Healthy Soil FAQs
- What is no-till?
- How do I plant without tilling?
- What is a cover crop?
- Is it more expensive to use cover crops?
- Which cover crops are best?
- When will I see results?
- How do production rates change when you implement no-till and cover crop practices?
- Will cover crops look messy?
- Will cover crops attract rodents and bugs?
- What equipment will I need?
- Will cover cropping require permits? Are there ordinances against their use?
- What's the best way to rotate crops if I only grow a single vegetable, like tomatoes, in my garden?
- Are there any cost-share opportunities or seed kits available?
What is no-till?
No-till is what you think it might be – not tilling. When one implements no-till practices, they leave the soil undisturbed from harvest until planting. This document from the Conservation Technology Information Center (CTIC) provides definitions about the different tillage types.
How do I plant without tilling?
If you are transplanting, push the cover crop or mulch aside and dig your planting hole. When planting seed, use a hoe to push aside the cover crop or mulch. Then use the hoe to create your row and slit in the soil. For a single line of seeds, your row shouldn’t be any wider than the width of your hoe (no wider than 6 inches). Sow your seeds and cover with the soil. Leave the mulch alongside your row of seeds.
What is a cover crop?
A cover crop is a specific plant (or plants) grown to benefit the soil. Cover crops are typically grasses or legumes, but may include other types of plants depending on the deisred result of the cover crop. Cover crops are grown in the off-season to prevent soil erosion, build soil fertility, increase water availability, suppress weeds, control diseases and pests, promote biodiversity, and a myriad of other benefits.
Is it more expensive to use cover crops?
This is a complicated question as it involves a number of variables, but the answer is probably no. Building healthy soil through the use of cover crops can lead to a reduced reliance on watering and use of fertilizers, pesticides, and herbicides. You will also be able to reduce the expense of compost to build fertile soil. And to top it all off, cover crop seeds are relatively cheap!
Which cover crops are best?
Which cover crop you use depends on your soil’s needs. Begin with a soil test to determine if there is something missing that a cover crop can replace. Heavy or compacted soils benefit from a planting of radishes to break up the soil. If you are simply working on making your garden’s soil healthy and living, plant cover crops in a small section of your garden. Oats and hairy vetch are easy to use, provide good cover, and add great nutrients, so they are a good mix to start you on your way.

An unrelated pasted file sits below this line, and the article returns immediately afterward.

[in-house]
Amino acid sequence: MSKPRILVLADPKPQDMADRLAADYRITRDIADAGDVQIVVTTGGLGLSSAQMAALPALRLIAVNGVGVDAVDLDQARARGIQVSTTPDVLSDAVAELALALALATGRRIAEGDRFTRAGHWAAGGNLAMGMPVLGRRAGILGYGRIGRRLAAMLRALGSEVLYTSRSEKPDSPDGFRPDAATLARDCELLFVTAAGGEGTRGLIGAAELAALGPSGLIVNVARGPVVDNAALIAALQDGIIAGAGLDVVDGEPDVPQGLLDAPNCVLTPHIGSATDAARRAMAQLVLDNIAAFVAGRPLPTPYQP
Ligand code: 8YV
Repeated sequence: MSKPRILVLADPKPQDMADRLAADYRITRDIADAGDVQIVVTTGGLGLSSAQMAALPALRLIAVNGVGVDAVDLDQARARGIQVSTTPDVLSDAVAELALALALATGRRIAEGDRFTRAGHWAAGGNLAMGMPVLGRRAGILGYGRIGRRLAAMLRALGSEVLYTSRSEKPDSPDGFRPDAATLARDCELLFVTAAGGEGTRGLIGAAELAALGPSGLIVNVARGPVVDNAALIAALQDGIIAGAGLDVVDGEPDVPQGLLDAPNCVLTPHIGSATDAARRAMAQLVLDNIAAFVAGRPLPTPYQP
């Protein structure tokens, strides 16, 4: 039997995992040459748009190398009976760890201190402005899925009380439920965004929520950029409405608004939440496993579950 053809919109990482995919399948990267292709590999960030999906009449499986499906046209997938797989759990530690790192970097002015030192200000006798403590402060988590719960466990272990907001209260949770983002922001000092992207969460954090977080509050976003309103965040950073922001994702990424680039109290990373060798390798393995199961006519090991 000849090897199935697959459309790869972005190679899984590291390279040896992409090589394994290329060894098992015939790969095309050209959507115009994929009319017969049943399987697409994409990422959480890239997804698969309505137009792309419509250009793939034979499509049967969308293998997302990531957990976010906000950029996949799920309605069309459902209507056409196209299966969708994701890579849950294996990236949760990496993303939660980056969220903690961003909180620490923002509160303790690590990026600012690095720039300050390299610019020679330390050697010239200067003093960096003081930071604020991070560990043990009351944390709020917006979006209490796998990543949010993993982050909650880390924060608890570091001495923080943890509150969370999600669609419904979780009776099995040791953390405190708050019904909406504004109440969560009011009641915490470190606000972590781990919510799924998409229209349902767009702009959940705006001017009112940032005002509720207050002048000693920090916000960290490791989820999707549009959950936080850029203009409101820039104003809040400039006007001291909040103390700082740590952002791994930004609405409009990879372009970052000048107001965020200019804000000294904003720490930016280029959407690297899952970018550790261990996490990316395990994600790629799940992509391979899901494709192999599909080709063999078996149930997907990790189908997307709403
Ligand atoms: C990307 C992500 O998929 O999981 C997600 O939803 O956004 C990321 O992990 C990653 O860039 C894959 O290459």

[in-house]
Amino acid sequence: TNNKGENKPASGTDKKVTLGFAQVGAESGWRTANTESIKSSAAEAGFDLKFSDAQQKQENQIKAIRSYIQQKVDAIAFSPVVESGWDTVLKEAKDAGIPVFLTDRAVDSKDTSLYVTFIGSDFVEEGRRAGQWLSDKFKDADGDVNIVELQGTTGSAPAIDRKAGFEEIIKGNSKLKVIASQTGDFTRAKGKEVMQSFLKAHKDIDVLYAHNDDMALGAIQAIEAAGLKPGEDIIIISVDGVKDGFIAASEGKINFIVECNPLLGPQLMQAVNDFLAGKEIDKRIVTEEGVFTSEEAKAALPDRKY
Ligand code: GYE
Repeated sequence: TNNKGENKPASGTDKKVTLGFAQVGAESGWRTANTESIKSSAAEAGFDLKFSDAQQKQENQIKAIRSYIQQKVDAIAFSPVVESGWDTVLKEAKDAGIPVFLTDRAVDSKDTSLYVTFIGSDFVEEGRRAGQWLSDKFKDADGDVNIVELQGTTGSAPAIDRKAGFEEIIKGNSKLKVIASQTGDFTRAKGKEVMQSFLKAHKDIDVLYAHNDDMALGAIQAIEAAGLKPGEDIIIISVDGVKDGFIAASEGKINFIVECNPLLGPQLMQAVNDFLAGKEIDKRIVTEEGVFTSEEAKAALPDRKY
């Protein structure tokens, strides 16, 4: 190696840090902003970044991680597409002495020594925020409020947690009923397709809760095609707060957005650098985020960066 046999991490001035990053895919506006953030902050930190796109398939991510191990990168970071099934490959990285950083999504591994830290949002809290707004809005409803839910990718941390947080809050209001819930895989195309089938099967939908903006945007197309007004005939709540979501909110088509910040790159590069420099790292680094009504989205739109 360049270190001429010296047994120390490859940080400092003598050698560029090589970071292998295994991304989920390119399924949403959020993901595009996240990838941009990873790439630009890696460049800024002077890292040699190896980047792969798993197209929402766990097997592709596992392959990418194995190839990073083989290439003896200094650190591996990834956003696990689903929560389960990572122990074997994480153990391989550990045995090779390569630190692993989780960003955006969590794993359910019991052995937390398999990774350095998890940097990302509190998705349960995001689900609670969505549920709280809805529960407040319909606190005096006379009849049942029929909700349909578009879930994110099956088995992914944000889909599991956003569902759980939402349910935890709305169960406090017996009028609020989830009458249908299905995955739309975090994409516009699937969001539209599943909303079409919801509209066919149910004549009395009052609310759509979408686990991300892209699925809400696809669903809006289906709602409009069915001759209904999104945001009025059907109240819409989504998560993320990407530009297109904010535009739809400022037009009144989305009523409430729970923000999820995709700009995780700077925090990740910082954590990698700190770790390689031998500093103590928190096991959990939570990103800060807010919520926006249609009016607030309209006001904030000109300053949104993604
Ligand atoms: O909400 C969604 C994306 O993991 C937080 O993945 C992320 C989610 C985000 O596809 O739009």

If you still have questions or would like additional help, check with another grower or contact your local Soil and Water Conservation District. There are many different combinations of cover crops to use depending on not only your current needs, but as your soils and crops change.
When will I see results?
How quickly you see all the benefits partly depends on the quality of your soil when you begin implementing using cover crops, reducing tillage, mulching, etc. You will definitely see some improvement in water infiltration, drought tolerance, and weed reduction quickly. These results only improve with each growing season as you continue to implement the practices year after year. If you are dealing with unique soil conditions, such as heavy clay or compacted soils, or sandy soils on the other extreme, improvement will be slower. Each growing season takes nutrients from the soil, so replenishing the soil with organic matter is key after harvest. A soil test will help you know where to begin and give you an idea of what the current amount of organic matter in your soil is.
Rebuilding soil health should be thought of as a journey and one that never ends. It requires patience as you begin trying the different practices, such as cover crops, mulching, composting and reduced or no tilling. Using any of the soil improvement practices will help, but using them together as a system will give you the quickest and best results long-term.